Loretta Sbrocca, a Master of Education student, signed on to a project promoting confidence in vaccination against COVID-19 in hopes of making an impact.
“I lost a family member to COVID-19, so this is how I can put my skills and knowledge and education to use and prevent others from feeling that pain,” she says. “Joining the Students Sparking Vaccine Confidence project was my chance to protect my community and bring reliable information to the underrepresented groups.”
The project has brought together a multidisciplinary team of students from the University of Windsor and St. Clair College to address concerns among young people in Windsor-Essex about inoculation. The students have launched a social media campaign in the form of graphic representations of peer-to-peer conversations.
Two of the comic-style strips have been published, with the series projected to continue through January on Instagram, Facebook, and Twitter, using the hashtag #SPARKINGvaccineCONFIDENCE.
The strips are presented as common conversations and questions that students may have, with answers provided by other students.
“The main audience on social media is young people,” explains Jaclyn Ruta, a fourth-year biomedical sciences major who is earning course credit for her role in the project. “You’re more likely to respond to someone in your own demographic.”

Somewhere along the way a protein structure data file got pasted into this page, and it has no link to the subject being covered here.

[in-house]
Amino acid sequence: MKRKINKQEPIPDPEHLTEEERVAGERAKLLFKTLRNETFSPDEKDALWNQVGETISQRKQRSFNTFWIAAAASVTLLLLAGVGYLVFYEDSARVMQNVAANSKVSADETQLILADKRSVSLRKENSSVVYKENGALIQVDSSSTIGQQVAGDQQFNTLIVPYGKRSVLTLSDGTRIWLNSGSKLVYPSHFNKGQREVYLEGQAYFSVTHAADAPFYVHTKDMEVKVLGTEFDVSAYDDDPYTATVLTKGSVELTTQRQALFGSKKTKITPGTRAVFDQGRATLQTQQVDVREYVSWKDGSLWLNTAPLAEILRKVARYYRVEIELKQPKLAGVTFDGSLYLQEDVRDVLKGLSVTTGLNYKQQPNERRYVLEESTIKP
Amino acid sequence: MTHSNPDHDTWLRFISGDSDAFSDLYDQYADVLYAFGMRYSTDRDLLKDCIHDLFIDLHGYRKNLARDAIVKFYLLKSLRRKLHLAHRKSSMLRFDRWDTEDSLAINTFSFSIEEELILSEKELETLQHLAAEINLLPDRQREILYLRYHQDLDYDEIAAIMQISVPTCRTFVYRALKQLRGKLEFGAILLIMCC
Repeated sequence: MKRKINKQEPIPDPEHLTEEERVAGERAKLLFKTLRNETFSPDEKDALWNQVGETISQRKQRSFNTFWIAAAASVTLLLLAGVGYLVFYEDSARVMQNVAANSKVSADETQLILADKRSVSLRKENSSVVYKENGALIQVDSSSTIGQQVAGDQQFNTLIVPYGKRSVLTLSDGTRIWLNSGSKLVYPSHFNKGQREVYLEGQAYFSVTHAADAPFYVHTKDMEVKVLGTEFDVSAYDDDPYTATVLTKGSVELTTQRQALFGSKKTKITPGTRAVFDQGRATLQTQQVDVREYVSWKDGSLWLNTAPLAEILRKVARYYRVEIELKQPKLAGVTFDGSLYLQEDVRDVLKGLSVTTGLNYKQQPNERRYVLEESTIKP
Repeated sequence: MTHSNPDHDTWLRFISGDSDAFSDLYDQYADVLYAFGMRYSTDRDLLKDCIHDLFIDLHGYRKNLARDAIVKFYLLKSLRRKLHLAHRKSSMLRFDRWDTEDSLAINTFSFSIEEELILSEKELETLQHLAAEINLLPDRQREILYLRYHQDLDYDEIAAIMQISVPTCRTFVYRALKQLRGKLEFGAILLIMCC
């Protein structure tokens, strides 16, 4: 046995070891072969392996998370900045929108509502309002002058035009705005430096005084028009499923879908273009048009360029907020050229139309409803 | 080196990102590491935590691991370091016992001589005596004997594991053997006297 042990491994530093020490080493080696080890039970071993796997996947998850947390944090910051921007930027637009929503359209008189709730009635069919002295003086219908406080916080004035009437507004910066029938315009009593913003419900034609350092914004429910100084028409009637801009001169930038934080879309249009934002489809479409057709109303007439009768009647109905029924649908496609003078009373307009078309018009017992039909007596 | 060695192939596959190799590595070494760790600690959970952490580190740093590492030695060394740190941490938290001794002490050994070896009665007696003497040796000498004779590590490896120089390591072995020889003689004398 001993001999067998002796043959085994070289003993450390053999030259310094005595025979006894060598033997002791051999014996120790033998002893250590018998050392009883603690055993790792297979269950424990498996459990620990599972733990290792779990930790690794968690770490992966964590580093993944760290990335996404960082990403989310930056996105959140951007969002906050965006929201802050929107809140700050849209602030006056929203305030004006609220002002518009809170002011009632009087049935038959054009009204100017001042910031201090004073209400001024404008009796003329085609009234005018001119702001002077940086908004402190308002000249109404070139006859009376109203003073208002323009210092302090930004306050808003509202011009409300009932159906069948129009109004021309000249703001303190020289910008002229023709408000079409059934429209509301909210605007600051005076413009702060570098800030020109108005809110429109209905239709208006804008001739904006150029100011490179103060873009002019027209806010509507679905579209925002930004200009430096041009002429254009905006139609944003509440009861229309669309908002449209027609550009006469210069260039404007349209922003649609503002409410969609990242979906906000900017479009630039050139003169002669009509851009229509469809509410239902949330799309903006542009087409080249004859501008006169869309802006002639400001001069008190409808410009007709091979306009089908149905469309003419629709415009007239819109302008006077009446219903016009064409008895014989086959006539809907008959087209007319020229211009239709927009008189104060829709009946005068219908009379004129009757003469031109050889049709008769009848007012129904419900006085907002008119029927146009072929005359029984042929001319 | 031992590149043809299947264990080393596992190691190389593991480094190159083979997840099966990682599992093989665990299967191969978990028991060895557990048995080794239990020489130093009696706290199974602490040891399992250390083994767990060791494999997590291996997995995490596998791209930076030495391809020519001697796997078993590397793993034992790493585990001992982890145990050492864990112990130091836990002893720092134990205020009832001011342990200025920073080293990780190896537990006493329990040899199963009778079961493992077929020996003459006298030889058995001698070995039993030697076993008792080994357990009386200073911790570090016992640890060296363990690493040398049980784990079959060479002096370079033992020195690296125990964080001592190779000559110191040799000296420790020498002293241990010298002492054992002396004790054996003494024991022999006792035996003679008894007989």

She notes that the experience has sharpened her science communication skills while helping her better understand vaccine hesitancy.
Nellie Bordignon, a fourth-year student of health and biomedical science and president of the Science Society, says she is excited to see how the conversation series is received.
“Throughout the pandemic, I have worked in a nursing home that experienced a COVID-19 outbreak and have seen first-hand how the vaccine has helped to protect patients and health-care workers,” she says. “Our team is working to ensure there are enough resources available to help students make educated decisions, and ultimately promote vaccine confidence across our community.”
The student-led information campaign is funded by the Natural Sciences and Engineering Research Council as the “Students Igniting Vaccine Confidence Program in Windsor-Essex.”
Lead researcher Dora Cavallo-Medved, a biomedical sciences professor, is joined in the project by UWindsor kinesiology professor Sarah Woodruff and Monia Tighe, chair of the School of Health Sciences at St. Clair College, under the auspices of the WE-Spark Health Institute.
Dr. Cavallo-Medved says it will strengthen collaborations among the partner institutions.
“Tackling this together with students taking the lead is a much more effective way to make an impact on the community,” she says. “Bringing all our resources together will build awareness of the health capacity we have in Windsor.”